The Ragged Edge of Legend by MP brennan

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A/N: This was written for the April, 2013 Teitho Challenge “Smells,” where it placed first. It was nominated for a 2013 Tree and Flower Award where it placed third in the category "Favorite Gapfiller."  It is unbetaed.  The Teitho banner was made by the extraordinarily talented StarLight.


Smoke still rose from the twisted remains of the Black Gates, curling lazily into the ash-choked sky. A field stretched before it, colorless and desolate—empty save for the corpses, lifeless save for the crows. In the exhilarating, uncertain hour that followed their great victory, the Host of the West had withdrawn, seeking cleaner air farther from the lingering taint of their vanquished foe.

A lone figure sat ahorse before the ruins. His mail was sticky with gore and scratched from battle, but he wore no helm. His dark hair ruffled and blew in the wind at his back. Gray eyes were fixed steadily on the land beyond. Before him towered the fury of Orodruin, a billowing black cloud taller than any Dark Lord. Even as he watched, another gout of orange flame rose from the distant peak.

Aragorn drew a deep breath, trying to cleanse his lungs. It did little good; even the growing wind from the west was not enough to drive back the creeping foulness that spread from Mount Doom. The air was acrid. It smelled of smoke and ash, undercut with sulfur and the suggestion of rotting things.

It was a smell he would always associate, however unfairly and incongruously, with hobbit holes.

As a wandering Ranger, he had spent a good portion of his life defending the simple dwellings that dotted the hillsides of the Shire and Bree-land. Still, due to the shy nature of the Little Folk and the Rangers’ poor repute, he had never seen the interior of such a home while it was still snug and well-tended. His few opportunities to enter had come when the hobbit holes lay burnt and plundered, after some great calamity had befallen the homeowner.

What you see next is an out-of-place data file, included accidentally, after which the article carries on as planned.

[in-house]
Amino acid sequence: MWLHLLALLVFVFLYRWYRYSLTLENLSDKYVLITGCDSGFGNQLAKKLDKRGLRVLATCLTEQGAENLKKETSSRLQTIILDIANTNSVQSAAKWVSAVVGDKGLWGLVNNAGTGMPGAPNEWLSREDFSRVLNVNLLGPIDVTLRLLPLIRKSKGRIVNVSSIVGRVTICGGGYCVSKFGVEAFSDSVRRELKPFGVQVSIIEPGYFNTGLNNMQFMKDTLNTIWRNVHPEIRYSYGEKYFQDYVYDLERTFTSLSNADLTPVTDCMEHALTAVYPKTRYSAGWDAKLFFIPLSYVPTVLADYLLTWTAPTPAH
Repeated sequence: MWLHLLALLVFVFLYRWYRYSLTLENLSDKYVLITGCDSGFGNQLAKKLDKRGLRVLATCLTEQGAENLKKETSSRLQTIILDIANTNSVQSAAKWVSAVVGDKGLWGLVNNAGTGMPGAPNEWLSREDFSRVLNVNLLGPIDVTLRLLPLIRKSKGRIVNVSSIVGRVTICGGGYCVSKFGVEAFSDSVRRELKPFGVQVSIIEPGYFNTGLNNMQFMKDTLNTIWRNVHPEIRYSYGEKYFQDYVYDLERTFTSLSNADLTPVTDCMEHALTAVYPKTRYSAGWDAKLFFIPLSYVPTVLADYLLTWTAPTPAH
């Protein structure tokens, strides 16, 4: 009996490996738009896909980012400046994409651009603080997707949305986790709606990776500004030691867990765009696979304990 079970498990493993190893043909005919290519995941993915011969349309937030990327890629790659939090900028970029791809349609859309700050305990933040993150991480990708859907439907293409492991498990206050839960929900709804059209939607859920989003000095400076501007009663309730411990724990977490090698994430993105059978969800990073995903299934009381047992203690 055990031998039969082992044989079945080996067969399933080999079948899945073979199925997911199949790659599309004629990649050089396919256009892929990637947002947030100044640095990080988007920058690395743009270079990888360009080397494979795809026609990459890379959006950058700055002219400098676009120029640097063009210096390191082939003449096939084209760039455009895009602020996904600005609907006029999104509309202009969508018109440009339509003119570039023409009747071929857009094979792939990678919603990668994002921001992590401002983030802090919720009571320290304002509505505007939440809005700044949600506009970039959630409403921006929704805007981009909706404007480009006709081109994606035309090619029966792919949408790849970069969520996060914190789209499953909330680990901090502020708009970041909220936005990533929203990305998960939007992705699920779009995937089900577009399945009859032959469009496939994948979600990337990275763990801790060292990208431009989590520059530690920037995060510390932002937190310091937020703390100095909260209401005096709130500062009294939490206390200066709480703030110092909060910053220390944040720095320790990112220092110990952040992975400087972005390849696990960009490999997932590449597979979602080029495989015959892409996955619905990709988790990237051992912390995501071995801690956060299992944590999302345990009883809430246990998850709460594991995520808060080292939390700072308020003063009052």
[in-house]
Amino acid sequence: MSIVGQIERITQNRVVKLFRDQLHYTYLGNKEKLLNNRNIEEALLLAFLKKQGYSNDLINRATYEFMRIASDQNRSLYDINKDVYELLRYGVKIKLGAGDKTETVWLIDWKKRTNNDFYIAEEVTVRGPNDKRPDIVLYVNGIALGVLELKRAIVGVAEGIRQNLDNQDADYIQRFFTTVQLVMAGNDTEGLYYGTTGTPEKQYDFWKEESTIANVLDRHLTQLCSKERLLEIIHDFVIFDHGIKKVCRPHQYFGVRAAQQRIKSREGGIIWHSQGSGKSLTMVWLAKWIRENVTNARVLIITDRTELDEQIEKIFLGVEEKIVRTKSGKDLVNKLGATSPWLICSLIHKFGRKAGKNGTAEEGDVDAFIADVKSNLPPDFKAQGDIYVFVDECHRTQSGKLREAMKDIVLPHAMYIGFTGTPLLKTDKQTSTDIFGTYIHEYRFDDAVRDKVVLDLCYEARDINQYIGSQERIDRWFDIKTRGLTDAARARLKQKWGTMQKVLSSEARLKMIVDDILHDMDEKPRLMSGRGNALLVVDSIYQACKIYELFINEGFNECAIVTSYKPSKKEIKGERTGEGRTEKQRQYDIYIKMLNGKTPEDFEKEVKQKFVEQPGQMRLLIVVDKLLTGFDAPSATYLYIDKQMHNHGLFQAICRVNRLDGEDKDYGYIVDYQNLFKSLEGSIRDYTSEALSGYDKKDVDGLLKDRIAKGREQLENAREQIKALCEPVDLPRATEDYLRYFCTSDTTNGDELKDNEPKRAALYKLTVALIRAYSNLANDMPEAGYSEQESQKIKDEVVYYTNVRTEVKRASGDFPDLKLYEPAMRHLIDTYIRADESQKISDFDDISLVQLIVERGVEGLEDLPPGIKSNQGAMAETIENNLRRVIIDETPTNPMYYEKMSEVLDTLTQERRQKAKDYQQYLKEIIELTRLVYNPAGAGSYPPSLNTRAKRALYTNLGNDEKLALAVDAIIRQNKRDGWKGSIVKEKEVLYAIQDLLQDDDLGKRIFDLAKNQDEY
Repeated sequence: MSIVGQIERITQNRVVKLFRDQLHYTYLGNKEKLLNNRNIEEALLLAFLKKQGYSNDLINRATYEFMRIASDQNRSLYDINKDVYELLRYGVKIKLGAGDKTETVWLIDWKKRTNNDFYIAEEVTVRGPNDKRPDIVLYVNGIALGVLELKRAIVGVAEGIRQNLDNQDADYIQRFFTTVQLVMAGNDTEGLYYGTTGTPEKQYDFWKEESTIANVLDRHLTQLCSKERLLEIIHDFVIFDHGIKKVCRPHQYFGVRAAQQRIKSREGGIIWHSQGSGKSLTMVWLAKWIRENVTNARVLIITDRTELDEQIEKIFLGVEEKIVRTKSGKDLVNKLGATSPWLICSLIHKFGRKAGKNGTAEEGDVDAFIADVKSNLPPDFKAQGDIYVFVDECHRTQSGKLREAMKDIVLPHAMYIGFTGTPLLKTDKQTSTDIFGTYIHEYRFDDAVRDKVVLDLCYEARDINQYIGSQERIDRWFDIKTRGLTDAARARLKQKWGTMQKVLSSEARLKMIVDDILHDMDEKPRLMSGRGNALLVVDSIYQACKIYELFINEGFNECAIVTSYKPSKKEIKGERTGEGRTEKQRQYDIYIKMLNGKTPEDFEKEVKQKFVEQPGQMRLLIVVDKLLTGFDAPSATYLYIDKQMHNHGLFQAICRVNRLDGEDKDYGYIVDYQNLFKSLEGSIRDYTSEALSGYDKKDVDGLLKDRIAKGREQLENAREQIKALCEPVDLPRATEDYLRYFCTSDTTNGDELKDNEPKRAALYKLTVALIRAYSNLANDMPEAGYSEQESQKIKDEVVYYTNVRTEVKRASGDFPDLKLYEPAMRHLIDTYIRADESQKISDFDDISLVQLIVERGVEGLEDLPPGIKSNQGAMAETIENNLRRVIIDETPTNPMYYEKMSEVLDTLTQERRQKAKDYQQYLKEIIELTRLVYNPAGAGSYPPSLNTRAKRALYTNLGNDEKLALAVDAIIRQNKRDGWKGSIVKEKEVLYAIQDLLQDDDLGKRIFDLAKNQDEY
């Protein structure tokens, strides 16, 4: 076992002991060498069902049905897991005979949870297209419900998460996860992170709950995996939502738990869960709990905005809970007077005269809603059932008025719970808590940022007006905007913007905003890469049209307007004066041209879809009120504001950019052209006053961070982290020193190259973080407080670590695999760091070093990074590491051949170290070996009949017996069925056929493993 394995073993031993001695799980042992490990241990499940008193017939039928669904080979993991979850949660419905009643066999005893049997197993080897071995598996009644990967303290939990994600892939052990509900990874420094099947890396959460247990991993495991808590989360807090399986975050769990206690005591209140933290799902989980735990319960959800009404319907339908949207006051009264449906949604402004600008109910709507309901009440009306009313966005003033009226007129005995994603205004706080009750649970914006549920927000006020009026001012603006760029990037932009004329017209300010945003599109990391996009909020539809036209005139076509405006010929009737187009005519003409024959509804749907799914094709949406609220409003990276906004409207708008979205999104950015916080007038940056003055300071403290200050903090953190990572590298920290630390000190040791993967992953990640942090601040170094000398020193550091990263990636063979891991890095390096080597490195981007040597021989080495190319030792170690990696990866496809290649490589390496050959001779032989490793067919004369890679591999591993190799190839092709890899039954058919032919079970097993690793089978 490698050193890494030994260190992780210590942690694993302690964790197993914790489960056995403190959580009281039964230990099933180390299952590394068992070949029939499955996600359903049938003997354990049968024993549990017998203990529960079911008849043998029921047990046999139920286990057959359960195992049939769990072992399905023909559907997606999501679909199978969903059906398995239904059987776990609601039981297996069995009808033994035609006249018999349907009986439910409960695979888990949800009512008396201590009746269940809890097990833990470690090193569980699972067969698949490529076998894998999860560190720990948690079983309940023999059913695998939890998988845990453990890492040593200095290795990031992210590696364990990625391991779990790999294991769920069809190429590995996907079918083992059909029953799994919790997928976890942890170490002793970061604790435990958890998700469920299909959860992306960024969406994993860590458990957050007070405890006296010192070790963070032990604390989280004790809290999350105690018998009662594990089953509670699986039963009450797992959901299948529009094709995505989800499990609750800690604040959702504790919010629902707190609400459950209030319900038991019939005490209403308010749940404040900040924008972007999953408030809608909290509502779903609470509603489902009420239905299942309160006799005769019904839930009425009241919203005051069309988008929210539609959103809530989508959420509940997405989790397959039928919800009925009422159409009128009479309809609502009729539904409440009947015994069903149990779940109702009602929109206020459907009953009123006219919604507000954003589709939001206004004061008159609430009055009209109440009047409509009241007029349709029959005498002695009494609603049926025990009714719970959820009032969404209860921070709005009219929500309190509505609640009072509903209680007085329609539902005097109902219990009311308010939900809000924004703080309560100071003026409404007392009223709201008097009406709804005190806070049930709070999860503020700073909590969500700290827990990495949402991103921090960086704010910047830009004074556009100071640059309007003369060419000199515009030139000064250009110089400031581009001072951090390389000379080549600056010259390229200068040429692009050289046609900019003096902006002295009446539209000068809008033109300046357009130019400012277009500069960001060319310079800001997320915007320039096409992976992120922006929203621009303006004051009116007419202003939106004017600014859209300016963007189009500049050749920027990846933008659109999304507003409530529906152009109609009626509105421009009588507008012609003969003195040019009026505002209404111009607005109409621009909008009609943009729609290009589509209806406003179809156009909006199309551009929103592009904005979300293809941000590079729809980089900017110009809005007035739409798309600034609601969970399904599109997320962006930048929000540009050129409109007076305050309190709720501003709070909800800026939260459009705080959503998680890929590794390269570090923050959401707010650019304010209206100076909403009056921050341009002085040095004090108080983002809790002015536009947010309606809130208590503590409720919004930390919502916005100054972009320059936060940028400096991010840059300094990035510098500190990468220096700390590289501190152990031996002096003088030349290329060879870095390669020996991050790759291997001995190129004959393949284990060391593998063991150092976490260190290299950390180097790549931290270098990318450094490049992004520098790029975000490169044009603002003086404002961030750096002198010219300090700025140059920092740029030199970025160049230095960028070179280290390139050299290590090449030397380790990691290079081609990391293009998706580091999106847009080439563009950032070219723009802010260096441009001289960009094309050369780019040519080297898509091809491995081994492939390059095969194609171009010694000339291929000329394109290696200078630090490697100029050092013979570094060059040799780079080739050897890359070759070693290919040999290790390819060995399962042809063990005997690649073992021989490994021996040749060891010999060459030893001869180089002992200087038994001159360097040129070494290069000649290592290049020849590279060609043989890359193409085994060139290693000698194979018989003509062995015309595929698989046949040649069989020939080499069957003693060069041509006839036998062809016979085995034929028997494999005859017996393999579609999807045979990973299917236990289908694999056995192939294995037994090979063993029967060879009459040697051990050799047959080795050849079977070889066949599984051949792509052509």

He closed his eyes, trying to banish evil thoughts, but that noxious odor would not be so easily dispelled. Rotten eggs. Yes, that was what the foul stench brought to mind. That was the scent that dragged his thoughts back to days of failure and death in Eriador. He opened his eyes once more and fixed them on the ruins—an immense, smoking symbol of Sauron’s downfall and the triumph of the West. It did no good. He stood on the edge of history, victor of the greatest battles of the Third Age . . . and all he could see was a round, yellow door blackened by fire.

He could still see it so clearly, despite the passing of years: a little homestead a day’s walk from Staddle with a neat, tidy exterior and a front garden overflowing with orange marigolds. He’d been tracking a gang of bandits from Dunland who had attempted a raid on the Shire. A patrol camped near the Brandywine had turned them aside and given chase through the Old Forest, but had given up the hunt as the brigands neared the Barrow Downs. They’d expected to hear no more of the Dunlendings.